- A total of 1,253 cases of HIV infection was newly diagnosed in Australia in 2012, a 10% increase over the number in 2011. The annual number of new HIV diagnoses has gradually increased over the past 13 years, from 724 diagnoses in 1999.
- The per capita rate of diagnosis of hepatitis B infection in Australia in 2008 – 2012 was stable at around 31 per 100,000 population. The rate of diagnosis of newly acquired hepatitis B infection steadily declined in Australia from 1.2 in 2008 to 0.8 per 100,000 population in 2012.
- The per capita rate of diagnosis of hepatitis C infection declined from 52.5 in 2008 to 44.2 per 100,000 population in 2012.
- Chlamydia was the most frequently reported notifiable condition in Australia in 2012 with 82,707 diagnoses. The population rate of diagnosis of chlamydia in 2012 was 355 per 100,000 population.
- The rate of diagnosis of gonorrhoea increased by 67%, from 35.1 per 100,000 population in 2008 to 58.9 in 2012. The rate of diagnosis of infectious syphilis increased among males from 6.1 in 2008 to 6.7 in 2012.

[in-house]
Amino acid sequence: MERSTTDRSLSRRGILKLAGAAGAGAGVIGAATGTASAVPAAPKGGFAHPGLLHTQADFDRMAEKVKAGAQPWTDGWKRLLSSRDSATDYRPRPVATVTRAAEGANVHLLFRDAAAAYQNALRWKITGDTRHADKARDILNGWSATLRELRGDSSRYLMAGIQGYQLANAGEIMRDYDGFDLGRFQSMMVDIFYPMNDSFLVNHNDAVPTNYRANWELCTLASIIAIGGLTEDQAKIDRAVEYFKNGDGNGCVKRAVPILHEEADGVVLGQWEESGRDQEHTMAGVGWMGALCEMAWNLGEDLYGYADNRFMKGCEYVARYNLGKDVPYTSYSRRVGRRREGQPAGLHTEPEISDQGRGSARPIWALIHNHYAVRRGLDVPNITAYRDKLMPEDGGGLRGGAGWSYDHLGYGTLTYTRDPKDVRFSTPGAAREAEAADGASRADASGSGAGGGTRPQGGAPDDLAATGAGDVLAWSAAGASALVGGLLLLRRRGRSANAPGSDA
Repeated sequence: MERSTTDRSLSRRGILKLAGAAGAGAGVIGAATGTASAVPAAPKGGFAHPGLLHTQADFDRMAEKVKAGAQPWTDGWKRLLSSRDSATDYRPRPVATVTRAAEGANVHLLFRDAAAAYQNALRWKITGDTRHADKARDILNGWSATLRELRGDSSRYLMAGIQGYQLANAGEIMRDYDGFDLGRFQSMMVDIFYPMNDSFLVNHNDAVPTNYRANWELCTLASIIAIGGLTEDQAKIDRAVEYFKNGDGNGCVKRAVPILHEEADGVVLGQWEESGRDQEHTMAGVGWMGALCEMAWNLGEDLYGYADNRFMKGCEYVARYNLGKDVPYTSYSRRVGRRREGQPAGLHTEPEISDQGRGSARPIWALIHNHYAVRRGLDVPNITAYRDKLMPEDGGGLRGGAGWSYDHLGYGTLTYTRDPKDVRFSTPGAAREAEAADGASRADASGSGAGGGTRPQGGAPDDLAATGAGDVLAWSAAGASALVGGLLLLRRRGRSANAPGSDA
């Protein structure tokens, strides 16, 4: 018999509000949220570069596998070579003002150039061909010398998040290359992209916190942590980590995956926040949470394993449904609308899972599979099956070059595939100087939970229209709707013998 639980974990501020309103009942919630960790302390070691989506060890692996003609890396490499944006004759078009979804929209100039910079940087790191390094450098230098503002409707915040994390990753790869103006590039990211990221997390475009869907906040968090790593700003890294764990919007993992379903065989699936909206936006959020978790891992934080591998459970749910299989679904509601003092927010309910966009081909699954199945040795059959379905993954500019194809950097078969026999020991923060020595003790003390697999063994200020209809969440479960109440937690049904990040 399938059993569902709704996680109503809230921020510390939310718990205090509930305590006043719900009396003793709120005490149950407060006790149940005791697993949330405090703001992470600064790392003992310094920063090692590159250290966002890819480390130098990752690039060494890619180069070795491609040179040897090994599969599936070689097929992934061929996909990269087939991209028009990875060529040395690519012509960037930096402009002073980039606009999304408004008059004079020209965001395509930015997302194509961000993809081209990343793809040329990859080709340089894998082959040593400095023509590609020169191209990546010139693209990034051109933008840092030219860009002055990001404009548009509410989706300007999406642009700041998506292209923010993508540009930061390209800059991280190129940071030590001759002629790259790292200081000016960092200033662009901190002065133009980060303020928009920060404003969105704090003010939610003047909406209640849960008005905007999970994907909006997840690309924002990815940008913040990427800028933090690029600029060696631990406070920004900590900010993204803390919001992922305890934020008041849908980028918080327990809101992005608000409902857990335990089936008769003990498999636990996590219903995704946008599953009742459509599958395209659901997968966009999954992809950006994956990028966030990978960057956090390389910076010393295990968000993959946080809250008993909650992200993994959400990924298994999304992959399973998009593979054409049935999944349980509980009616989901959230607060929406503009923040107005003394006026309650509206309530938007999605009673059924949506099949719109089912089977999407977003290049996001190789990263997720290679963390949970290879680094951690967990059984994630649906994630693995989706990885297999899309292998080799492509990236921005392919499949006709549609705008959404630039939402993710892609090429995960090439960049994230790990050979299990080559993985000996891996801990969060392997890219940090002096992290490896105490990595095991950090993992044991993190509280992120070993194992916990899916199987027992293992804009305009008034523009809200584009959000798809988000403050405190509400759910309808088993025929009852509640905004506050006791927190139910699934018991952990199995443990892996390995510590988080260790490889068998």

Increased rates of infectious syphilis in 2012 occurred in Queensland, Victoria and New South Wales and declining rates were reported in Western Australia and the Northern Territory.
The Annual Surveillance Report has been published each year since 1997. The Annual Surveillance Report provides a comprehensive analysis of HIV, viral hepatitis and sexually transmissible infections in Australia and includes estimates of incidence and prevalence of HIV and viral hepatitis, by demographic and risk groups, patterns of treatment for HIV and viral hepatitis infection, and behavioural risk factors for HIV and hepatitis C infection.
Figures published in each Annual Surveillance Report are also available in a downloadable slide set.